4 y/o vegetarian - VeggieBoards
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#1 Old 08-24-2004, 07:08 PM
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My details are a little sketchy so you'll have to bear with me..



One of the new professors in my mom's department (mom is an english prof) is the mother of a 2 y/o and a 4 y/o. Following a recent visit to the petting zoo, the four year old is refusing to eat meat. They apparently came home and the mom started making dinner and the kid asked what was for dinner, and the mom said "chicken" and the kid asked "chicken? like that was walking around chicken?" and wouldn't eat it. Then asked what was in other things, and won't eat anything that contains animals. So yay!! For the kid. My mother was asking for suggestions as to what to feed the child, since she will only eat cereal and peanut butter now (she was picky before) and her mother is concerned about her getting enough protein. I did tell her that she should be more worried about iron and Bvitamins, and suggested soy meats, but my mother had a valid point... How do you explain to a four year old that this thing that you're eating and that tastes like meat isn't actually meat? Its not like she can read and understand the ingredients. I can see in a household where you've always eaten veg and everyone else does its not as much of a question. This is obviously difficult on omni parents, so I told my mom to tell the other prof if she'd like to compile a list of things that the child used to eat, I'd compile a list of vegetarian alternatives. (Also, the kid won't eat things that are "too smooth" or "too chunky.")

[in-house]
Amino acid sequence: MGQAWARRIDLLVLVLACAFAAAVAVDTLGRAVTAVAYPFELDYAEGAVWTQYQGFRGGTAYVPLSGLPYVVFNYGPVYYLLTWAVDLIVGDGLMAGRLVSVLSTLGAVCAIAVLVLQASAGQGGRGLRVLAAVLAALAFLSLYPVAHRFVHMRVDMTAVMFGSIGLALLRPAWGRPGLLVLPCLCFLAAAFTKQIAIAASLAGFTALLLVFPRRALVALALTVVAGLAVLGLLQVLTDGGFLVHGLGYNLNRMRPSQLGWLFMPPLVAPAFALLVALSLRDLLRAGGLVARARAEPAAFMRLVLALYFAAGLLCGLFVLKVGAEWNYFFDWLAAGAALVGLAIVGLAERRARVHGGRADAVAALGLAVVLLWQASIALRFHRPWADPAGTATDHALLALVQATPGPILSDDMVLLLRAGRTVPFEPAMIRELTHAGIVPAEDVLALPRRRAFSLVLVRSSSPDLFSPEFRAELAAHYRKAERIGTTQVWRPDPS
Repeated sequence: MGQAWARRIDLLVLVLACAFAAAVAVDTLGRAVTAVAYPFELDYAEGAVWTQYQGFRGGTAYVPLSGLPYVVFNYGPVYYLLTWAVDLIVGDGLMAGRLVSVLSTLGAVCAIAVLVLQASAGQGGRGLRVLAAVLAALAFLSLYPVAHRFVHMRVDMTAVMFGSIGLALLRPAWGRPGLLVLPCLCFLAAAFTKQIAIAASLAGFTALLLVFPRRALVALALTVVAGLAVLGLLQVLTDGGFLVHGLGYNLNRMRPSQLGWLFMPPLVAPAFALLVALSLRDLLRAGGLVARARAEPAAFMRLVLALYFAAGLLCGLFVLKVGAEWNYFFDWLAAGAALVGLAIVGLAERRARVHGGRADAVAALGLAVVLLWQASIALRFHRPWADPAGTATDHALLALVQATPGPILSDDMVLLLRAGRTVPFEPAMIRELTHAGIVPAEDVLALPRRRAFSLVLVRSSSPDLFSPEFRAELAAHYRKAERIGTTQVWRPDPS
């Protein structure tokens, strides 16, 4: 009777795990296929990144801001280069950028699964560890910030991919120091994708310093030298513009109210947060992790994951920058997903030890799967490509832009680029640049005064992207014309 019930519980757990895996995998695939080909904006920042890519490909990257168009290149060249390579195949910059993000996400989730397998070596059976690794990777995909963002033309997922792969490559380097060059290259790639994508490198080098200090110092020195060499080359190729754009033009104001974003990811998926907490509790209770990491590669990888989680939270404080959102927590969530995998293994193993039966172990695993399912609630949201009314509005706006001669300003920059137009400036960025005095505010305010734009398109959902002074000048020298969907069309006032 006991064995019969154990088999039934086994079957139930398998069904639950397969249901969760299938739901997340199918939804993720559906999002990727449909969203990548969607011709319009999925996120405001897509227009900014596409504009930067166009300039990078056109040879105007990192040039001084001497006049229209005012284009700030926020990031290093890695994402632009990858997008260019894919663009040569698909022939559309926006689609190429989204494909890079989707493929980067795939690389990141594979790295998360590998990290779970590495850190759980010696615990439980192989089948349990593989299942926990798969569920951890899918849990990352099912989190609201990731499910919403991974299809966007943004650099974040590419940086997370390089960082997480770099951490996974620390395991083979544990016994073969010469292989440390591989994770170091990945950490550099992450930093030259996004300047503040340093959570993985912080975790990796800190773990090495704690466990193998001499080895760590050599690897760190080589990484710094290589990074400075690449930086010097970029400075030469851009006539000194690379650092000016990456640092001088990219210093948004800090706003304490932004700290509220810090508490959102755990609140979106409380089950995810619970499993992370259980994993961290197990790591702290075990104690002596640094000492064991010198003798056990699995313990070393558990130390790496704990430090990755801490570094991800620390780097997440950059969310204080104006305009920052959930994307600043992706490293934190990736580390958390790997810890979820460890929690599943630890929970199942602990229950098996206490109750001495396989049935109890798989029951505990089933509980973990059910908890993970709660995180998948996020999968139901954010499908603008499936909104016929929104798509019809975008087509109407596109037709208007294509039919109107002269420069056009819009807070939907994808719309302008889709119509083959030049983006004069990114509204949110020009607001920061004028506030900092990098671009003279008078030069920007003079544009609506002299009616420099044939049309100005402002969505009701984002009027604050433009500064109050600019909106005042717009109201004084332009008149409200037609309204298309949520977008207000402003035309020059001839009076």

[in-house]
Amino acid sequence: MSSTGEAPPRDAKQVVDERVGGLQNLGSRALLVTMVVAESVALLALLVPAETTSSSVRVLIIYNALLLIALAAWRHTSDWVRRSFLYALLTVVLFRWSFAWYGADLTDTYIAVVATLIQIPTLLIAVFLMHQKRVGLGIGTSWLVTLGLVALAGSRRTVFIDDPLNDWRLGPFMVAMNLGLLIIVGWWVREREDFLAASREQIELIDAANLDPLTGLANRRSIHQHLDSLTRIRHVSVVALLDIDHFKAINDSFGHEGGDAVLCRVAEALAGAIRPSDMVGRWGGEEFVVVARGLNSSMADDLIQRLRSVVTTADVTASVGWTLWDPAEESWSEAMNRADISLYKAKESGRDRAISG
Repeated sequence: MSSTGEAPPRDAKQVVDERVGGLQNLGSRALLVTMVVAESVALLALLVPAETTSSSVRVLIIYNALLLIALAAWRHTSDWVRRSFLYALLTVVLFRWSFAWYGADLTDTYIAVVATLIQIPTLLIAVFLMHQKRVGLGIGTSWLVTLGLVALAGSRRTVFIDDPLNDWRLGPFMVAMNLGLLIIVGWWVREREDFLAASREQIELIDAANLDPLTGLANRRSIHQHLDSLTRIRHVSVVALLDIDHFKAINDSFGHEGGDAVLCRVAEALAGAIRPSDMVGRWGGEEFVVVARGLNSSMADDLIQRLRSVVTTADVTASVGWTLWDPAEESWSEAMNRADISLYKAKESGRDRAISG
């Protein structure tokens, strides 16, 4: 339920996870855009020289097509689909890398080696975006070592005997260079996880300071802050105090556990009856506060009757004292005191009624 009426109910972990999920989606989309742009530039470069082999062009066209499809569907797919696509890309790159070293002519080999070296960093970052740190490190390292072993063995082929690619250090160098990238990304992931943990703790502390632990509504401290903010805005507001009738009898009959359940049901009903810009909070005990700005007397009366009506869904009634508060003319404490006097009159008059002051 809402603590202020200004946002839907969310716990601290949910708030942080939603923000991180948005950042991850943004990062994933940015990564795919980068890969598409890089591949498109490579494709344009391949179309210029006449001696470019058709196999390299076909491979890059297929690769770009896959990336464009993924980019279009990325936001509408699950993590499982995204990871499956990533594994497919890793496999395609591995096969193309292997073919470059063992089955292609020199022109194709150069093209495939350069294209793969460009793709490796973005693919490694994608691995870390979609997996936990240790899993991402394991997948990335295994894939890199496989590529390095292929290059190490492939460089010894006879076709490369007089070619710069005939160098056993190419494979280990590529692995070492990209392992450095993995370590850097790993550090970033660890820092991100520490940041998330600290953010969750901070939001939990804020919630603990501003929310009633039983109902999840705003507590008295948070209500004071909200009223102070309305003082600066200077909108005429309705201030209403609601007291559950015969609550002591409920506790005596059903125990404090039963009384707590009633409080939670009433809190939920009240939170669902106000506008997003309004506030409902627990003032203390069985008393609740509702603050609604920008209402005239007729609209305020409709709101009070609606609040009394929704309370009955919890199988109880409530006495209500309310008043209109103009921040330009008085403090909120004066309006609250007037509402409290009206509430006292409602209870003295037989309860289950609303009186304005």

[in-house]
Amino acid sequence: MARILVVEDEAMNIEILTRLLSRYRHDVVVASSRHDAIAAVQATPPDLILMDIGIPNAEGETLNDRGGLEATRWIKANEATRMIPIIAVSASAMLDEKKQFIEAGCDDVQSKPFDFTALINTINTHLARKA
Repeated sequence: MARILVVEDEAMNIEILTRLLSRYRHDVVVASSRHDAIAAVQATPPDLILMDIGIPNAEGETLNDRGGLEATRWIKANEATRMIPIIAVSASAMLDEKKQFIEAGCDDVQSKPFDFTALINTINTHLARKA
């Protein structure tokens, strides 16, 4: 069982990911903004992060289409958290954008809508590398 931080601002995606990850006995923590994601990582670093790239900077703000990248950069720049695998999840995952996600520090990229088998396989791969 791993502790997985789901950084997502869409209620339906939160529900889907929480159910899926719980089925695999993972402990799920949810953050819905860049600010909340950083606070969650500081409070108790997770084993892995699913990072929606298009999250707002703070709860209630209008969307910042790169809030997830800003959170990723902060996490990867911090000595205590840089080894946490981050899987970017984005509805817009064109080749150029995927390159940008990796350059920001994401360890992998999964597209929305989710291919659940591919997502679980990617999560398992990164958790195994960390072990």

Any thoughts?

http://megatarian.blogspot.com
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#2 Old 08-24-2004, 07:13 PM
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Tempeh....but that's chunky, so I don't know. Tofu when frozen an thawed changes texture dramatically, so that might be a good option. A variety of nuts and dried fruit. Beans are a great option. I think what would be best, is for her to see a nutritionist who is veg friendly that can work with her.
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#3 Old 08-24-2004, 10:30 PM